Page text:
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All the world wondered

by on July 2, 2011

Half a league, half a league,
Half a league onward,
All in the Sea of Greece
Sailed the several hundred.

So begins the epic journey long awaited for, conducted by the citizens of the world.  Half a league was the distance they went ere they were turned back by Greek coast guard.  Anonymous sources of the government declared the “boat had set sail without the permission required of all boats to leave port;” the boat turned back uttering protestations.

After the Turkish-based convoy in Greek waters is allowed to sail the destination of Gaza, to which Israel has said it “will thwart any effort to breach the sea blockade of Gaza,” it will either repeat or will not repeat the incidents of a year prior, when death and condemnation occurred.

The convoy is not new in coming; it is late and intentionally and accidentally delayed.  “On Thursday, an Irish ship, the MV Saoirse” docked in the Turkish town of Gocek, said “it had to abandon plans to set sail because of what it called Israeli sabotage. Earlier this week, activists said Israeli agents damaged the propeller of a Swedish ship in the Greek port. Israel has refused [to] comment on the allegations.”  Sabotage is nothing new; one option Israel could have considered last year was disabling the rudder of the MV Mavi Marmara and towing it to port for examination.  That option was not pursued.  Blunt force, apparently, is the solution to all of our problems.

On a related by peripheral issue, in which Israel required loyalty oaths from Arab, non-Jewish citizens, and banned non-Jews from renting property from Jews (a kind of reverse Feudal Europe), “when even the secret police suggest that a measure goes too far, elected panels might find occasion for pause.”  There was no pause.  On pressed Israel in its belief that through oppression comes peace – against all evidence of its own diaspora history.  History repeats itself surprisingly often, even for those who remember history and are not doomed to repeat it without knowledge.  “Even inside Netanyahu’s coalition, minister Benny Begin, the arch-conservative son of Menachim Begin, told Israeli Radio that the measure broke from the conservatism he knew: ‘This decision sends a warning signal — here is darkness.'”  Israelis suggest this is a return to the 1930’s in a different place.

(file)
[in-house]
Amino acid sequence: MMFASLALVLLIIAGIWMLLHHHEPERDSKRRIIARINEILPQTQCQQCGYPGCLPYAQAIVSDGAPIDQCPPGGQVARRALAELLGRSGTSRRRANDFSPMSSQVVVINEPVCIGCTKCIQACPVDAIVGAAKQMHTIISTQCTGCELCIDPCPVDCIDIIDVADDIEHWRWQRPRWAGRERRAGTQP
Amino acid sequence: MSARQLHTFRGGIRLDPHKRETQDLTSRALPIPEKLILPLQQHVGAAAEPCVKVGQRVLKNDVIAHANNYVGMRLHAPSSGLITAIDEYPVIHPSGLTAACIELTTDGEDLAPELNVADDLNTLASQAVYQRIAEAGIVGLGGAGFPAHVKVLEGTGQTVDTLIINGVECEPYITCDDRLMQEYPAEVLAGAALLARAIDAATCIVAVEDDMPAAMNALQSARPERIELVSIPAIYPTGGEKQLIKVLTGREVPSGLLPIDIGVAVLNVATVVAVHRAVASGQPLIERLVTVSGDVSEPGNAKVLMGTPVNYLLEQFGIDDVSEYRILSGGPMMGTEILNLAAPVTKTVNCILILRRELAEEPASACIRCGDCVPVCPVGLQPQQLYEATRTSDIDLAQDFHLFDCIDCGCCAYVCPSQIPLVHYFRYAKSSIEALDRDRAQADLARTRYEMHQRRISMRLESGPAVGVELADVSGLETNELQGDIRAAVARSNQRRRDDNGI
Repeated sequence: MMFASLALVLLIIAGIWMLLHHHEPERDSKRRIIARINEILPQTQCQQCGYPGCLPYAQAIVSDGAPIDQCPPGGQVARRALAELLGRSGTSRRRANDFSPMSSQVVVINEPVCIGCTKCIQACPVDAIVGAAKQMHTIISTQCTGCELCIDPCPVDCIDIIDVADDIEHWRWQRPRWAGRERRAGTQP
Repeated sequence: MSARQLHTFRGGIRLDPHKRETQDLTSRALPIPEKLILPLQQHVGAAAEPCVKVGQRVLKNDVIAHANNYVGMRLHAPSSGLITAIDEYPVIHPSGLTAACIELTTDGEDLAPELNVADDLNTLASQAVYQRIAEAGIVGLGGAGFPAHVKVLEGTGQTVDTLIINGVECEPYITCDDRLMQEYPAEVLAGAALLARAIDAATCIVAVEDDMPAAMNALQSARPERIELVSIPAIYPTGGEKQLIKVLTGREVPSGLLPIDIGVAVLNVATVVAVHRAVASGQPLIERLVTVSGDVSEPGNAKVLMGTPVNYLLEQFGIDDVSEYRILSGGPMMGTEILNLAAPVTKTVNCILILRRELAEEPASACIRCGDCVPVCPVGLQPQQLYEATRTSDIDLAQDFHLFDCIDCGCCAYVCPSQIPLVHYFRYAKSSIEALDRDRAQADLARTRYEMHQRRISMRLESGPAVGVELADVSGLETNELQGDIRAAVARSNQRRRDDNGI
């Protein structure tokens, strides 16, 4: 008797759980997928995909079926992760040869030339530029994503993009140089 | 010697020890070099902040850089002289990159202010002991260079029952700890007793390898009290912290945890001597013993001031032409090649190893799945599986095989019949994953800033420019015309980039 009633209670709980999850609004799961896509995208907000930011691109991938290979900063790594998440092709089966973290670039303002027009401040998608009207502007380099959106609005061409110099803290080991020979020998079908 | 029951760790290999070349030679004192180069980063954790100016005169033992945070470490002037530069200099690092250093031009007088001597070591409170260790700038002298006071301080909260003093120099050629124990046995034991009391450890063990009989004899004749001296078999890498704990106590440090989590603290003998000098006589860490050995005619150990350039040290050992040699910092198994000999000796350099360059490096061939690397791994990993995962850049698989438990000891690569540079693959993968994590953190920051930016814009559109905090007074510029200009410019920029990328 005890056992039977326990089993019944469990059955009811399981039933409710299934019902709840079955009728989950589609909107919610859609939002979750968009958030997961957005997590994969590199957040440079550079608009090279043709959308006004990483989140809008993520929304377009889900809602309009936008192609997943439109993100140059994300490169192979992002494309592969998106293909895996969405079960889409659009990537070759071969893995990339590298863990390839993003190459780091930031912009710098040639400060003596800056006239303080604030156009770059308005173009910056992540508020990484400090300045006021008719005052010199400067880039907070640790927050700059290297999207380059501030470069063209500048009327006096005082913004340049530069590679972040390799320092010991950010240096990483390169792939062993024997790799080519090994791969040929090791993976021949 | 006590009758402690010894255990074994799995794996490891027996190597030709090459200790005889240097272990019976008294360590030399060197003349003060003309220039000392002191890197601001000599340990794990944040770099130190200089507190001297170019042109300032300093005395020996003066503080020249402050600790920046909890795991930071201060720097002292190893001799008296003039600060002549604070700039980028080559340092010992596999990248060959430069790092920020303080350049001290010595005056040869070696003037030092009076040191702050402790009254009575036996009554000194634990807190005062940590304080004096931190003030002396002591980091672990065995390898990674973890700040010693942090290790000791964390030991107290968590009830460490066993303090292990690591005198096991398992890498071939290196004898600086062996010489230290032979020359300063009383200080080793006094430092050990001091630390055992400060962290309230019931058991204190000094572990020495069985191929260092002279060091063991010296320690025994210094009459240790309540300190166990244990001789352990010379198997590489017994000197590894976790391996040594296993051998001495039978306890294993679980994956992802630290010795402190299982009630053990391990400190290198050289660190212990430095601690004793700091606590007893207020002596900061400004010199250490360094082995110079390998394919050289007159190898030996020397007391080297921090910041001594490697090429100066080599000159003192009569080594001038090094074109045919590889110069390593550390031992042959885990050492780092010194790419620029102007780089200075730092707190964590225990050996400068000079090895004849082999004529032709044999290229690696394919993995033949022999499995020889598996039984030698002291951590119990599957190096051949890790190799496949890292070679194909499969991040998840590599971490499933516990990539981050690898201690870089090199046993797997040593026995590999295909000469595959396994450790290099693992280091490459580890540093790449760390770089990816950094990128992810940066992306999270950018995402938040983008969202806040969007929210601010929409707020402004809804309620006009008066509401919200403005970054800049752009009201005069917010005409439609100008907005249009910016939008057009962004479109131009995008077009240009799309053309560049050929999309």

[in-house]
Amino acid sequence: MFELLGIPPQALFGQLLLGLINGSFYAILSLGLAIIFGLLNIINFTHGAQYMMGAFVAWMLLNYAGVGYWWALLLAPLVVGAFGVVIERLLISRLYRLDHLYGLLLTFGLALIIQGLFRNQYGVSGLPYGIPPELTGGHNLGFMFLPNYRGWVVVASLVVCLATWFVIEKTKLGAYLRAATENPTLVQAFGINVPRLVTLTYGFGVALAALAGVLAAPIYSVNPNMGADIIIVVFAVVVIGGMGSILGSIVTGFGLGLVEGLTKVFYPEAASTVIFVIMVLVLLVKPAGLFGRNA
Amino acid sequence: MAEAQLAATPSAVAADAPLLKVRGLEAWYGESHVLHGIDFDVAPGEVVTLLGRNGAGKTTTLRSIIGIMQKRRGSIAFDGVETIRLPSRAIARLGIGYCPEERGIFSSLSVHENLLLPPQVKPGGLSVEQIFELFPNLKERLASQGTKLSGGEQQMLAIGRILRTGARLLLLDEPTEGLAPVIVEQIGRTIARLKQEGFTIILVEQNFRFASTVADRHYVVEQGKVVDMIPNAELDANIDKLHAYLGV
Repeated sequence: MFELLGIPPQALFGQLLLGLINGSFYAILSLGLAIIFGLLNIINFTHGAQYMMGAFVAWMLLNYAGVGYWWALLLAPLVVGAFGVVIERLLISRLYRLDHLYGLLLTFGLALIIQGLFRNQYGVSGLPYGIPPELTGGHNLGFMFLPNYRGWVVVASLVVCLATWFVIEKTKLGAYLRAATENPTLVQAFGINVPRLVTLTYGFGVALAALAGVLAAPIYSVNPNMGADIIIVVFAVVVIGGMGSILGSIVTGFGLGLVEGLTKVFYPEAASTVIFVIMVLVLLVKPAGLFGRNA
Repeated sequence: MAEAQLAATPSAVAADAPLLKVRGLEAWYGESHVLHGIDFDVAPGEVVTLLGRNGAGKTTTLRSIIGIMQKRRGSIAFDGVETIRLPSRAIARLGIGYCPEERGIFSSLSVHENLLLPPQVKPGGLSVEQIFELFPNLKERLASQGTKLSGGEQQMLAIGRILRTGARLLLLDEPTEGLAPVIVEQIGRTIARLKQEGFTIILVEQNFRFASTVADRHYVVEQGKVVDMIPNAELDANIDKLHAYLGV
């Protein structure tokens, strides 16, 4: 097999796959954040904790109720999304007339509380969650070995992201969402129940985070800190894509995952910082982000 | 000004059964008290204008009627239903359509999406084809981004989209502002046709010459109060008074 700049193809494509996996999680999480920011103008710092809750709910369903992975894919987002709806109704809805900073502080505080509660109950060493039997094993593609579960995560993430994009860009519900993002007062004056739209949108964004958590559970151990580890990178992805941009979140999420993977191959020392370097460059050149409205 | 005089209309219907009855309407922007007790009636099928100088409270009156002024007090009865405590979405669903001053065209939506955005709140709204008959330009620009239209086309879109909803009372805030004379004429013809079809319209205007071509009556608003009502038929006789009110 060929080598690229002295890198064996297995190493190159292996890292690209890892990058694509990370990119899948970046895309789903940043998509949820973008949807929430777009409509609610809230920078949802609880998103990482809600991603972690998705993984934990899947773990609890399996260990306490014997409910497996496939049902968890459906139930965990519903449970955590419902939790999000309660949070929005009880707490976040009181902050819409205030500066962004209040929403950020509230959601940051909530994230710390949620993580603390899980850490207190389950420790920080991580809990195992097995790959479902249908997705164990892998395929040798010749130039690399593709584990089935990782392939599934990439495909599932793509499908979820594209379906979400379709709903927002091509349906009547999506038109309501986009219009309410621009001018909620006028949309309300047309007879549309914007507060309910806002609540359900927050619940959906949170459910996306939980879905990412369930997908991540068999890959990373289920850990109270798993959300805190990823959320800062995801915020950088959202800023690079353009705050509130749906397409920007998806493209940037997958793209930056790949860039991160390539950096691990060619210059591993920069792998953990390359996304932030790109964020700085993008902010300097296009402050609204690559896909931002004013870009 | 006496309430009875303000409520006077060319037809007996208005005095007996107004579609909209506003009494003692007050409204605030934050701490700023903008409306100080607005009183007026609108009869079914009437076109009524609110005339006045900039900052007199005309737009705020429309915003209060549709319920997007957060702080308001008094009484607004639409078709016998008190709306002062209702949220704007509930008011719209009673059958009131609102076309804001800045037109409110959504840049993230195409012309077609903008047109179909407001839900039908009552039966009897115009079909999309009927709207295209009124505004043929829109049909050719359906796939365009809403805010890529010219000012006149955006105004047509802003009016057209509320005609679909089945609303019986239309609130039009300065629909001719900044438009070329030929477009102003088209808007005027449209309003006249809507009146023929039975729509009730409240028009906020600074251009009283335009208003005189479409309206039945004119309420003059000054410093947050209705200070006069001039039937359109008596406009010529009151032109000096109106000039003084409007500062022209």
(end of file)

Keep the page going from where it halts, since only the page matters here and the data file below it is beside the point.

While there is a reason for a convoy to loudly and against much protest try to enter Palestinian Gaza there will be a reason for Israel’s “enemies” to support anti-Israel behavior.  While Israel feels threatened by what it sees as anti-Israeli views, Israel will not feel safe and will think the solution is to occupy Gaza.  Despite Iran’s probable lack of nuclear weapon capability Israel continues to view Iran as a threat, and claims Iran is close to nuclear capability, because Iran supports what Israel sees as anti-Israeli.  Iran’sprogress in science, medicine and technology outpaces most developing nations — whether in AIDS research, nanotechnology, biotechnology, genetics, nuclear technology or aerospace.”  In addition, “the Islamic Republic of Iran has crafted such a creative healthcare system to deal with critical problems like infant and maternal mortality that the state of Mississippi has requested special permission from the US Department of State to bring in Iranian experts to teach them how to do the same.”  Let us fear them, clearly.